Surveillance is very complicated and requires more than one investigator in more than one automobile when it is a mobile based private investigation.

Mobile private investigations are when the subject of investigation may be going from place-to-place.

An example of mobile surveillance may be when an injured claimant is going to the doctor, gym, taking employment or outdoor activitis.

Another example is during a child custody matter: wher the subject of investigation is taking the child to eat, to the park, visiting family and other activities that are common during child visitation times.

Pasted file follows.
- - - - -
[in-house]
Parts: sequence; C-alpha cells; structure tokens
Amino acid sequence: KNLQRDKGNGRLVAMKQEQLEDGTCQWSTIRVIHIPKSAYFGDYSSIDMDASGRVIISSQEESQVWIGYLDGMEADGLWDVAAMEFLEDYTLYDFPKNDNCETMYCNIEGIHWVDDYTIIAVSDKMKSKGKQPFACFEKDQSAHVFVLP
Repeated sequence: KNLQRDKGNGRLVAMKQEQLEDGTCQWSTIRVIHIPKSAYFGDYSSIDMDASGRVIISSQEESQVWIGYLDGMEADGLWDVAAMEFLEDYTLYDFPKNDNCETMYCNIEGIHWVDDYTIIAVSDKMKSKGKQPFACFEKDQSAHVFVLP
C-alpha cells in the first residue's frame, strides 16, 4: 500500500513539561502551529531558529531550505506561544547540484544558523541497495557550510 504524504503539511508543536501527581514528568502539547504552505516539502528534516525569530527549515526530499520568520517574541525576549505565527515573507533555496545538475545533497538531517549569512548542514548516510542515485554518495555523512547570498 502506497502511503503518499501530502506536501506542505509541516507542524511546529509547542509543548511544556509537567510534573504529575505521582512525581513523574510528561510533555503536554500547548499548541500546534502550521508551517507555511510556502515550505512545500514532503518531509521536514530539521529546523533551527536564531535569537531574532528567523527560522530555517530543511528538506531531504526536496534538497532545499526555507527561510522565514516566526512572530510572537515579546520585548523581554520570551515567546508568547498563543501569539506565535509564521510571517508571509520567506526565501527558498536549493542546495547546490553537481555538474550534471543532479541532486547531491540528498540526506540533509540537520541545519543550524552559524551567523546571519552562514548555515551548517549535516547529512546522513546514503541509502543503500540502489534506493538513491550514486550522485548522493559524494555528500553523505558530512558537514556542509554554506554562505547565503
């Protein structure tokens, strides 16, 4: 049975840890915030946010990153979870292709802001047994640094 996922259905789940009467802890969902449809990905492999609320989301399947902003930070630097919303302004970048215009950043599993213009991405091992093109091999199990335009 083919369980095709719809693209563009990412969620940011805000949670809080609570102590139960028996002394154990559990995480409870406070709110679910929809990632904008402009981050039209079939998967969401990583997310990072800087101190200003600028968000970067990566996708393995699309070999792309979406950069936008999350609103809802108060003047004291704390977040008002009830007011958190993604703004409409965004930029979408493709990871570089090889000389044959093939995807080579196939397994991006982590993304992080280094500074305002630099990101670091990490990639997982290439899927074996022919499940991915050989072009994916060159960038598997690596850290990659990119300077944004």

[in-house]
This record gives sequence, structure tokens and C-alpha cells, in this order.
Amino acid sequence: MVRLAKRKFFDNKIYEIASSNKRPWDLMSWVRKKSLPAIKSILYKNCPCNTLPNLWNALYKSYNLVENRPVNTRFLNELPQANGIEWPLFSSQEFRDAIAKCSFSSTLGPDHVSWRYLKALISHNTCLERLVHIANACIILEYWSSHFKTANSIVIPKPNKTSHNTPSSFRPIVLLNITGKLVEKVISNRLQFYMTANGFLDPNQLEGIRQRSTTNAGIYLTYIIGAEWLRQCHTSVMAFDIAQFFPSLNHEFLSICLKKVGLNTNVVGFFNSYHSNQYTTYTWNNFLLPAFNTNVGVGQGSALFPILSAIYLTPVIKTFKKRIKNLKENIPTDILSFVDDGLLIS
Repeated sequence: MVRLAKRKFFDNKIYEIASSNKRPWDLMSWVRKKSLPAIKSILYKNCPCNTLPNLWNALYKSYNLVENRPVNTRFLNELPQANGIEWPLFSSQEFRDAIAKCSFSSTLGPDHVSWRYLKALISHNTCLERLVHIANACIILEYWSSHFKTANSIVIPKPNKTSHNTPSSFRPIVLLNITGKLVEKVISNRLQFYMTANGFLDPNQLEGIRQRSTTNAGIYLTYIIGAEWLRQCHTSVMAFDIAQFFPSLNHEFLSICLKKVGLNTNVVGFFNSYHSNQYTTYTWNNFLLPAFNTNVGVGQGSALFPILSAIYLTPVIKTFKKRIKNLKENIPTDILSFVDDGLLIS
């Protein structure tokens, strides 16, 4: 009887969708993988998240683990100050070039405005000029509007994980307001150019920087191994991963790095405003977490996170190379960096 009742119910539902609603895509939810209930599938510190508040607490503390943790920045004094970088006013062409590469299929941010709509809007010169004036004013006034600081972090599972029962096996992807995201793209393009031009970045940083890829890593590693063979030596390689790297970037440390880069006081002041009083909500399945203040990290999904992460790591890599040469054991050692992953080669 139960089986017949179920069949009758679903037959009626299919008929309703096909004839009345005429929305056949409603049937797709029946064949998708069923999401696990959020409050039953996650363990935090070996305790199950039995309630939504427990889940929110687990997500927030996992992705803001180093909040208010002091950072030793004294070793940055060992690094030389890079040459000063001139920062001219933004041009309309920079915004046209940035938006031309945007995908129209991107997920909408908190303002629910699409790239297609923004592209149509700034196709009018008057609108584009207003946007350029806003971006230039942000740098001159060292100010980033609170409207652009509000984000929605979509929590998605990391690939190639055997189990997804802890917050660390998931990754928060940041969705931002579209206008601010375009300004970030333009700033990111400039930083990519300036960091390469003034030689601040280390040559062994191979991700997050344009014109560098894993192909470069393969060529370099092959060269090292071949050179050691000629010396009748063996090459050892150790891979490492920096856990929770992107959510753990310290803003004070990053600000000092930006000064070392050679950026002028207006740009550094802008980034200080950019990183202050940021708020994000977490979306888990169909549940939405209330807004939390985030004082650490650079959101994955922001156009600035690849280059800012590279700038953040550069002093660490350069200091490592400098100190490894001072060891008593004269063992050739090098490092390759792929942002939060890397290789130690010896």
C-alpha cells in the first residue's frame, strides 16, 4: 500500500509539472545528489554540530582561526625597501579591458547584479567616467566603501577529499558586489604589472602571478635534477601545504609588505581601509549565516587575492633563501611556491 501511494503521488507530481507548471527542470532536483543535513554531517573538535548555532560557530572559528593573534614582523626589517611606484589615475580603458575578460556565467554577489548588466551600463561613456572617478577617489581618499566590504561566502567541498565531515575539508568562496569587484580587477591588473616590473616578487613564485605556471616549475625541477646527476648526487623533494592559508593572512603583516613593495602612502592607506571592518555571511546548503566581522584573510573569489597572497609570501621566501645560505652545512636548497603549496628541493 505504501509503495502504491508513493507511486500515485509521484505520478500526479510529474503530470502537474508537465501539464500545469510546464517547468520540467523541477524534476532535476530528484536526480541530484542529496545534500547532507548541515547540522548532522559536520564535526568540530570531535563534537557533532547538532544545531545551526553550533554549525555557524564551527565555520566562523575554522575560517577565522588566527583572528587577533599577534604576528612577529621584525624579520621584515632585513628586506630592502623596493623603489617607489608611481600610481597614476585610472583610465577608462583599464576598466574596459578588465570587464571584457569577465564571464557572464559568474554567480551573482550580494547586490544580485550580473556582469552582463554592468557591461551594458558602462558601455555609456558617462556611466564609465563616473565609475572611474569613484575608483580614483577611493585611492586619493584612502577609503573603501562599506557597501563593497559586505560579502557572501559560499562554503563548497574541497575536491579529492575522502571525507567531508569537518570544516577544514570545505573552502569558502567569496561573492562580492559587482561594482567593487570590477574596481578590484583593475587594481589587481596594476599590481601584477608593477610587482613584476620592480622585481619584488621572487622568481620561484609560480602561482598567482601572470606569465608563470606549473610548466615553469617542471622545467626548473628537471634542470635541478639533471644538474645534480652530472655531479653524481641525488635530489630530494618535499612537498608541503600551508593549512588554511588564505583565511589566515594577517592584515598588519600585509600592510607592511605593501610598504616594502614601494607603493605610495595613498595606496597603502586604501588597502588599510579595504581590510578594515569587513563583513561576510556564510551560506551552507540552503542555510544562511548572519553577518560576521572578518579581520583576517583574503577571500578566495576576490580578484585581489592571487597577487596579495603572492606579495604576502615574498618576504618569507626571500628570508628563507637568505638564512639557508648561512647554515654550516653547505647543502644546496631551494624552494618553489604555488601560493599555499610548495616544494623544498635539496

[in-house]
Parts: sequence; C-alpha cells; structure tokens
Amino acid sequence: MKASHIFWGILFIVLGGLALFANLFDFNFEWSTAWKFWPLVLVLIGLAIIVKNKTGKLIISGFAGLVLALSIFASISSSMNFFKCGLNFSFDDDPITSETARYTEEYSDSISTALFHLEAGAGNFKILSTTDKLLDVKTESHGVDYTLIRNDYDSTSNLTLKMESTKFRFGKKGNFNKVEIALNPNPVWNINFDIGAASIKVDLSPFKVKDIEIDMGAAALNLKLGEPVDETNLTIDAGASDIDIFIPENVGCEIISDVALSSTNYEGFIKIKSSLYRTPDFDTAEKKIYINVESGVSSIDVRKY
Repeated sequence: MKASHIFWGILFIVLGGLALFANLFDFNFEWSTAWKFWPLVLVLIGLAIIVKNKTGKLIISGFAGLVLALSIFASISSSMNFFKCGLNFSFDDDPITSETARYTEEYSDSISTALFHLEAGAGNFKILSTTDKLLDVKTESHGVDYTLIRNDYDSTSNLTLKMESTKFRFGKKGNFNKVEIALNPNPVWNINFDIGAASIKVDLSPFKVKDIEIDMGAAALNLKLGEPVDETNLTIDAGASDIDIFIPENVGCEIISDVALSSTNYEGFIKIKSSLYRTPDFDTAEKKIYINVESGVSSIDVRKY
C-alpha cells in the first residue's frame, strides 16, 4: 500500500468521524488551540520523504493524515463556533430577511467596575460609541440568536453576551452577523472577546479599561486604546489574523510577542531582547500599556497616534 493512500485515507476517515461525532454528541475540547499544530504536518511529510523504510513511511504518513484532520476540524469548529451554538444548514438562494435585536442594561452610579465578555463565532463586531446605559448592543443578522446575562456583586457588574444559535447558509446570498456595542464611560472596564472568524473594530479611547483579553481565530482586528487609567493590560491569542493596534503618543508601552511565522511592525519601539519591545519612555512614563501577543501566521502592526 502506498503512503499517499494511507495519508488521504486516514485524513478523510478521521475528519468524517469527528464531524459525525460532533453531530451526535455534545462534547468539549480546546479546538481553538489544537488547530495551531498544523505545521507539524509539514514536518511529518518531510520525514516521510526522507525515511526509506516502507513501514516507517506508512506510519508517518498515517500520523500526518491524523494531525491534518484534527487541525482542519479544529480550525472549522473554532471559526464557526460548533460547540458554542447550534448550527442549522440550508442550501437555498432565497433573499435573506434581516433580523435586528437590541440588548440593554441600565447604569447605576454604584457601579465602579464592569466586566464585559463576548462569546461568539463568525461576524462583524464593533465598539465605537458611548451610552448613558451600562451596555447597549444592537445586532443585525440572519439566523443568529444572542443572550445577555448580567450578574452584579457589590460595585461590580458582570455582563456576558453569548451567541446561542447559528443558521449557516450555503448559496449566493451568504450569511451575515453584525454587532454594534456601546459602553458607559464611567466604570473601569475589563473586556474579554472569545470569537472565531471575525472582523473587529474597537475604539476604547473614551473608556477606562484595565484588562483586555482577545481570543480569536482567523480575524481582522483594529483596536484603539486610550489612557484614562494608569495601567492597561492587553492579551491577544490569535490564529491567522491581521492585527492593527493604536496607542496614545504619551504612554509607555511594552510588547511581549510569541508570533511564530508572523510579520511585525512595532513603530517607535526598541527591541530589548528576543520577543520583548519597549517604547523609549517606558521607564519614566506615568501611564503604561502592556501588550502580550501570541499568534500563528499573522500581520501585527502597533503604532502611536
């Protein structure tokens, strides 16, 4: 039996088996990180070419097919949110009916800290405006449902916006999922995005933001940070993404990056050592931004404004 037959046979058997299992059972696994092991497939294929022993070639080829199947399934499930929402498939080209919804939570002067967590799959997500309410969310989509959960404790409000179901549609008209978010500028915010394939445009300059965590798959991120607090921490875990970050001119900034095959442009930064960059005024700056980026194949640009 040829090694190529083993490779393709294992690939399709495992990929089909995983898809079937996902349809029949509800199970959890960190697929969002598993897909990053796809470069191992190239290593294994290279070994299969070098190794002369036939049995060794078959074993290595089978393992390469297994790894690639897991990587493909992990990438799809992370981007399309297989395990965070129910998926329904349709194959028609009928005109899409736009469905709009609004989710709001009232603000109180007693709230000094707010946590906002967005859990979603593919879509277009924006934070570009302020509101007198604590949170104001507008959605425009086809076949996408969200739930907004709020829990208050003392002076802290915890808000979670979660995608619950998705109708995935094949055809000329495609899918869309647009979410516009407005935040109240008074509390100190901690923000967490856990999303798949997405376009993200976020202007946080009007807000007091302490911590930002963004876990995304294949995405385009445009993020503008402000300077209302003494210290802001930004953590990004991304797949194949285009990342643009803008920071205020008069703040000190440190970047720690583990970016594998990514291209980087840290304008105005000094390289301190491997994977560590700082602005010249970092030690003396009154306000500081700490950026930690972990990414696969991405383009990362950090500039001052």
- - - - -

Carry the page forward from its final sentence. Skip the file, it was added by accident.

How about the errant husband or wife? Yes that too usually requires mobile surveillance. The subject of investigation may drive their car and park it in a parking lot. Then comes the other party who picks them up and then they are off to the races—so to speak.

Here are a few factors that make surveillance operations logistically challenging:

  • Traffic - It is the bane of a private investigator's existence. Traffic pops out of driveways as you approach a traffic light, and the subject goes right through it, not to mention many other difficulties with high traffic flow and city streets.

  • Not being made - Getting made or burned is when the subject recognizes surveillance. Getting burned happens when there is only one surveillance (follow) vehicle.